I liked these so much I got a pair of Hoka One One Challenger ATR Trail-Running Shoes, which were the newer versions REI was selling on a clearance.  They are still new in the box, but I plan to switch over to them soon for urban hikes, and will decide if I keep the old ones for the trail.  I think Hoka One One has an even newer model.

    To me the comfort is king. ¬†I get the stability from my orthotics, and when on-trail I don’t care about the looks. ¬†When I go on vacation with the family this summer, my wife won’t like me wearing my old ratty trail shoes.

    Roger Caffin
    BPL Member


    Locale: Wollemi & Kosciusko NPs, Europe

    Hi Mo

    Both my wife and I have been bushwalking and running in New Balance shoes for … well, a long time.

    But whatever you buy, do make sure the shoes are big enough and wide enough.Get your feet measured (in thick socks) on a Brannock Device at a shoe store, allow an extra half size at least, and never ever compromise on width.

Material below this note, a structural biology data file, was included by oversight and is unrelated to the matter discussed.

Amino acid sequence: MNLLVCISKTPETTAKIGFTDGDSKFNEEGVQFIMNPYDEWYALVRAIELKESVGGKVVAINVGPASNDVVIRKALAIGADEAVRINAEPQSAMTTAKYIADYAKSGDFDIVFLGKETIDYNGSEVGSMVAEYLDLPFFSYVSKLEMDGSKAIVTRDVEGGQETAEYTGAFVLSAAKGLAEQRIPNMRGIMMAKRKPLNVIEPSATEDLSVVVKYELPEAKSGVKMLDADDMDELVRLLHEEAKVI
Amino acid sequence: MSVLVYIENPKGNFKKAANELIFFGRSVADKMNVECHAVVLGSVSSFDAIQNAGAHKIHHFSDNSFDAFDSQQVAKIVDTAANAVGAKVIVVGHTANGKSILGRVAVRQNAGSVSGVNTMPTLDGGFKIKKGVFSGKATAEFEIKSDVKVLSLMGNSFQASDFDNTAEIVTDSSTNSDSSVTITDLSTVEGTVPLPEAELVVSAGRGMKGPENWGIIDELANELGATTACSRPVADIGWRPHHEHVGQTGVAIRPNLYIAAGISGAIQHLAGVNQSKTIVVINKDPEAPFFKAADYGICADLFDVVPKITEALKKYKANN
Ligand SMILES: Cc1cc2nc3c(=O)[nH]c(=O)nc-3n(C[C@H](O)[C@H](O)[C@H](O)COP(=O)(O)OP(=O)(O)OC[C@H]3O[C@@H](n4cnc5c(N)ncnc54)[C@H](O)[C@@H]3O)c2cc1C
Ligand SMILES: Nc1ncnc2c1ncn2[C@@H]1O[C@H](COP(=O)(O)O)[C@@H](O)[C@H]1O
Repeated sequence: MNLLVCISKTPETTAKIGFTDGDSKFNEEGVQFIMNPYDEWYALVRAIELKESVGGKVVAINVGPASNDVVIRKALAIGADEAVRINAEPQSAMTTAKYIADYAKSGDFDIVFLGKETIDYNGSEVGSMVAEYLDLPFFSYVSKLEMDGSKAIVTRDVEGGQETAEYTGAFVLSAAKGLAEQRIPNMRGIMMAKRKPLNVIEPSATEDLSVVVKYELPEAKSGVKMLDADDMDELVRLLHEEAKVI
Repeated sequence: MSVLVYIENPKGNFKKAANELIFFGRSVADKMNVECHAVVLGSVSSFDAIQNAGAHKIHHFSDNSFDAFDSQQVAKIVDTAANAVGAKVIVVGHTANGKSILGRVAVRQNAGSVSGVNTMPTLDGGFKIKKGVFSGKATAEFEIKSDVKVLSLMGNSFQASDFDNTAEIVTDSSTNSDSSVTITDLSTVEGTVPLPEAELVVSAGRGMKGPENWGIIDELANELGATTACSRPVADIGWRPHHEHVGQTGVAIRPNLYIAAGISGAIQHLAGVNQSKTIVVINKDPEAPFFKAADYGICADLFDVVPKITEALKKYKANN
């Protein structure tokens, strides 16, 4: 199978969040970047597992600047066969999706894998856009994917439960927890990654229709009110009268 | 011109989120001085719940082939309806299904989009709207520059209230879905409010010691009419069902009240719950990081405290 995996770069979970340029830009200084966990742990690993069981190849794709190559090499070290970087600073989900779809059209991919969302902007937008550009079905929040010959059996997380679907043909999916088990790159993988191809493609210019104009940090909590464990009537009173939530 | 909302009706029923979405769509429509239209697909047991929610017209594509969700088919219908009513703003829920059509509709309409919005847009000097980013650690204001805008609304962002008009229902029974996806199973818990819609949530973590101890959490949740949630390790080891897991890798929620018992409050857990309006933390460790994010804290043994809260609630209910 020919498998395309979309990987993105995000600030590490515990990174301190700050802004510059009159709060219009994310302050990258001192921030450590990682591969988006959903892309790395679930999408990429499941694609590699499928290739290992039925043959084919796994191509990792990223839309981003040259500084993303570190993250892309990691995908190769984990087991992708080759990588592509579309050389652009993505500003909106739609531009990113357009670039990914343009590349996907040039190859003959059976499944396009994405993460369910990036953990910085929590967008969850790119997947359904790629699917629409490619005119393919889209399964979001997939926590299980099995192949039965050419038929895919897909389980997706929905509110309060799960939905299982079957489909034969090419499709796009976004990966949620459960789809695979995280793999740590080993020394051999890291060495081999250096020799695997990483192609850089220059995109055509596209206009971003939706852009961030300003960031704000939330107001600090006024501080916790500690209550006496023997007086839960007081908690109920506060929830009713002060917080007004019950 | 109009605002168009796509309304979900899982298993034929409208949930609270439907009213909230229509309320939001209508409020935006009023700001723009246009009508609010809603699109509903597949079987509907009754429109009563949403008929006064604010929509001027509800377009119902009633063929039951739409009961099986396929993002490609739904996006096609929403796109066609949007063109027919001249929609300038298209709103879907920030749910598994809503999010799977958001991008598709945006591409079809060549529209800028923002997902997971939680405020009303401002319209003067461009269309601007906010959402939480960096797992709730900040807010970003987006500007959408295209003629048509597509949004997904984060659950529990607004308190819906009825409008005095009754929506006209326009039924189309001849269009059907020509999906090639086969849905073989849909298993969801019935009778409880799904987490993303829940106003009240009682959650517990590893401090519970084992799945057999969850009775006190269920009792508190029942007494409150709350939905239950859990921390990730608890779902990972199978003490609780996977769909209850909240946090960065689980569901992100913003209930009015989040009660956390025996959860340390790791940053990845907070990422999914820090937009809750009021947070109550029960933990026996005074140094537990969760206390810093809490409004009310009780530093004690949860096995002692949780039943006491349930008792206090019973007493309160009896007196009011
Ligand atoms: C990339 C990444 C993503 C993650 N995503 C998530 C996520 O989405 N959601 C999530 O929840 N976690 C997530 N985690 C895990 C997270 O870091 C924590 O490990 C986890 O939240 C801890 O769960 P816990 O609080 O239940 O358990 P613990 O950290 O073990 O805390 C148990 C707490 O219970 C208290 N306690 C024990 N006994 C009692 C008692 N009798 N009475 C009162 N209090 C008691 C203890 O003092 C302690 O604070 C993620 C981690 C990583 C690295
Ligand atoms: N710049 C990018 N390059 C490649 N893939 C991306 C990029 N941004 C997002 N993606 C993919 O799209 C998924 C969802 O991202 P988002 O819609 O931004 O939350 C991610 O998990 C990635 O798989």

The NB Leadvilles are very good: in a rare happening NB are up to version 3 of these. Most shoes never get beyond V1.




    Noah K
    BPL Member


    Locale: Washington

    They’re not really runners, but I’ve been doing a lot of scrambling/bushwacking with merrell capra sport’s. ¬†So far they’ve been very durable. ¬†Just have to make sure you don’t get the waterproof version :)

    Victor Jorgensen
    BPL Member


    Locale: Northern California